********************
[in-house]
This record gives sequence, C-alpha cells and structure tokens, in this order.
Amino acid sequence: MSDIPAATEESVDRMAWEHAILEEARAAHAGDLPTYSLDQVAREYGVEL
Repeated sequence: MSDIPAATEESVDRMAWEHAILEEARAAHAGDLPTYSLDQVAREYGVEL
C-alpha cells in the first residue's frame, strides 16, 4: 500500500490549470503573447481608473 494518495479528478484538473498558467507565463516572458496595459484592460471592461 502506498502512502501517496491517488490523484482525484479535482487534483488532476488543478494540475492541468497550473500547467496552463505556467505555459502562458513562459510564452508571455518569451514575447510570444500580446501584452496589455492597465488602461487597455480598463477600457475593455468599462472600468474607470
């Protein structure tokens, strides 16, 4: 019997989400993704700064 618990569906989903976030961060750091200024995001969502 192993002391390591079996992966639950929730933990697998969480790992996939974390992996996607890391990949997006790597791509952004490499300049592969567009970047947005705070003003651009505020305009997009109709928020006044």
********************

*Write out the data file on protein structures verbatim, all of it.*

[in-house]
This record gives sequence, C-alpha cells and structure tokens, in this order.
Amino acid sequence: MSDIPAATEESVDRMAWEHAILEEARAAHAGDLPTYSLDQVAREYGVEL
Repeated sequence: MSDIPAATEESVDRMAWEHAILEEARAAHAGDLPTYSLDQVAREYGVEL
C-alpha cells in the first residue's frame, strides 16, 4: 500500500490549470503573447481608473 494518495479528478484538473498558467507565463516572458496595459484592460471592461 502506498502512502501517496491517488490523484482525484479535482487534483488532476488543478494540475492541468497550473500547467496552463505556467505555459502562458513562459510564452508571455518569451514575447510570444500580446501584452496589455492597465488602461487597455480598463477600457475593455468599462472600468474607470
């Protein structure tokens, strides 16, 4: 019997989400993704700064 618990569906989903976030961060750091200024995001969502 192993002391390591079996992966639950929730933990697998969480790992996939974390992996996607890391990949997006790597791509952004490499300049592969567009970047947005705070003003651009505020305009997009109709928020006044």